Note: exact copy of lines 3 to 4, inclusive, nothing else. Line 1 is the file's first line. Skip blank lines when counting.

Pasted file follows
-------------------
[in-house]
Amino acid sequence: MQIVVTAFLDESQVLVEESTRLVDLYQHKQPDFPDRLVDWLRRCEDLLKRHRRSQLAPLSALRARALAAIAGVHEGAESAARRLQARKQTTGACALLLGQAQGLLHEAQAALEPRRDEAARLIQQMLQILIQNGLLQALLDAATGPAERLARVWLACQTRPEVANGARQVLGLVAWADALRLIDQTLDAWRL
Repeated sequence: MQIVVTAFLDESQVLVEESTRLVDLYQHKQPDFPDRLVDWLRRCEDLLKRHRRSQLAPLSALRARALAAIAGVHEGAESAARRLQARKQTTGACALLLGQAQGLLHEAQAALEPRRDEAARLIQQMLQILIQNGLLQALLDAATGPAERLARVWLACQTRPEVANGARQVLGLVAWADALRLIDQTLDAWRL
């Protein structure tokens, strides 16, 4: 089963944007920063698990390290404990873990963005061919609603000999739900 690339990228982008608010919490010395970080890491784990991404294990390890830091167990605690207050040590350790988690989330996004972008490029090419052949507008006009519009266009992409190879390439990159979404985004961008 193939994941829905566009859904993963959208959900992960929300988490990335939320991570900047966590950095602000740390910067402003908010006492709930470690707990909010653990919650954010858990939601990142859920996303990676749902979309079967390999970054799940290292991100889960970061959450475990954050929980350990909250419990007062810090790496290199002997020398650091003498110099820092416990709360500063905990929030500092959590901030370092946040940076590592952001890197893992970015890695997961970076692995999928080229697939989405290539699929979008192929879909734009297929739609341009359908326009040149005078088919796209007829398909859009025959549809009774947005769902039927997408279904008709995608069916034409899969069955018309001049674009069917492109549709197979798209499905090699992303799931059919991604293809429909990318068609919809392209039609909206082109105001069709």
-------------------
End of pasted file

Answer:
Repeated sequence: MQIVVTAFLDESQVLVEESTRLVDLYQHKQPDFPDRLVDWLRRCEDLLKRHRRSQLAPLSALRARALAAIAGVHEGAESAARRLQARKQTTGACALLLGQAQGLLHEAQAALEPRRDEAARLIQQMLQILIQNGLLQALLDAATGPAERLARVWLACQTRPEVANGARQVLGLVAWADALRLIDQTLDAWRL
């Protein structure tokens, strides 16, 4: 089963944007920063698990390290404990873990963005061919609603000999739900 690339990228982008608010919490010395970080890491784990991404294990390890830091167990605690207050040590350790988690989330996004972008490029090419052949507008006009519009266009992409190879390439990159979404985004961008 193939994941829905566009859904993963959208959900992960929300988490990335939320991570900047966590950095602000740390910067402003908010006492709930470690707990909010653990919650954010858990939601990142859920996303990676749902979309079967390999970054799940290292991100889960970061959450475990954050929980350990909250419990007062810090790496290199002997020398650091003498110099820092416990709360500063905990929030500092959590901030370092946040940076590592952001890197893992970015890695997961970076692995999928080229697939989405290539699929979008192929879909734009297929739609341009359908326009040149005078088919796209007829398909859009025959549809009774947005769902039927997408279904008709995608069916034409899969069955018309001049674009069917492109549709197979798209499905090699992303799931059919991604293809429909990318068609919809392209039609909206082109105001069709």